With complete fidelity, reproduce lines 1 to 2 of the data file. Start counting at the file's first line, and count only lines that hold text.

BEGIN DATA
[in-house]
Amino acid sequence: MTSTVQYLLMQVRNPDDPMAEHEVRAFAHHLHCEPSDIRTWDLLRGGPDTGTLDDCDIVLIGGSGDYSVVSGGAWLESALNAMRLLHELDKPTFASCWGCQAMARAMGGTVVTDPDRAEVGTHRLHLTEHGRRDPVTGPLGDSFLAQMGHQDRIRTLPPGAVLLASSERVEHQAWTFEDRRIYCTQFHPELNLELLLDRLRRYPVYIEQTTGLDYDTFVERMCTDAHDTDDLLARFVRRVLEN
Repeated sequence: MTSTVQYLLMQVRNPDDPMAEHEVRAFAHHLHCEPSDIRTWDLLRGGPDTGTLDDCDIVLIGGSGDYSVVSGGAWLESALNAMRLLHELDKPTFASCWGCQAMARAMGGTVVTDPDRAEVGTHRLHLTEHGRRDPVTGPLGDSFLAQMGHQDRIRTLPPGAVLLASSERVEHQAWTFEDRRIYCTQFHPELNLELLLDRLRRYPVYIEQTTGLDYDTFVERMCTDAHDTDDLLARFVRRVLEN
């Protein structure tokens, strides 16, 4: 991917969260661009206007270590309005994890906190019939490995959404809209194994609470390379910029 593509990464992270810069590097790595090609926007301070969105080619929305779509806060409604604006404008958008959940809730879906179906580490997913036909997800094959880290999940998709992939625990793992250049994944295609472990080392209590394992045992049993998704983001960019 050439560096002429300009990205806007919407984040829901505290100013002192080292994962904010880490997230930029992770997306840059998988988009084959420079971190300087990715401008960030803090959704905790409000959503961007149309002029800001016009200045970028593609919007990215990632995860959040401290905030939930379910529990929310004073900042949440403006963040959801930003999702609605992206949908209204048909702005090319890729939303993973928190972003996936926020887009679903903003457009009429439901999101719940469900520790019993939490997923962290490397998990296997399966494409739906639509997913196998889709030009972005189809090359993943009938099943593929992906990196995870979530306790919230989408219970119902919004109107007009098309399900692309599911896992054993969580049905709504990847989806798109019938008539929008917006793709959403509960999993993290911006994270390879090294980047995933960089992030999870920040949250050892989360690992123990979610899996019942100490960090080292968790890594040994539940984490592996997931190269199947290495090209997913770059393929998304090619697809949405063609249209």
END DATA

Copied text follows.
[in-house]
Amino acid sequence: MTSTVQYLLMQVRNPDDPMAEHEVRAFAHHLHCEPSDIRTWDLLRGGPDTGTLDDCDIVLIGGSGDYSVVSGGAWLESALNAMRLLHELDKPTFASCWGCQAMARAMGGTVVTDPDRAEVGTHRLHLTEHGRRDPVTGPLGDSFLAQMGHQDRIRTLPPGAVLLASSERVEHQAWTFEDRRIYCTQFHPELNLELLLDRLRRYPVYIEQTTGLDYDTFVERMCTDAHDTDDLLARFVRRVLEN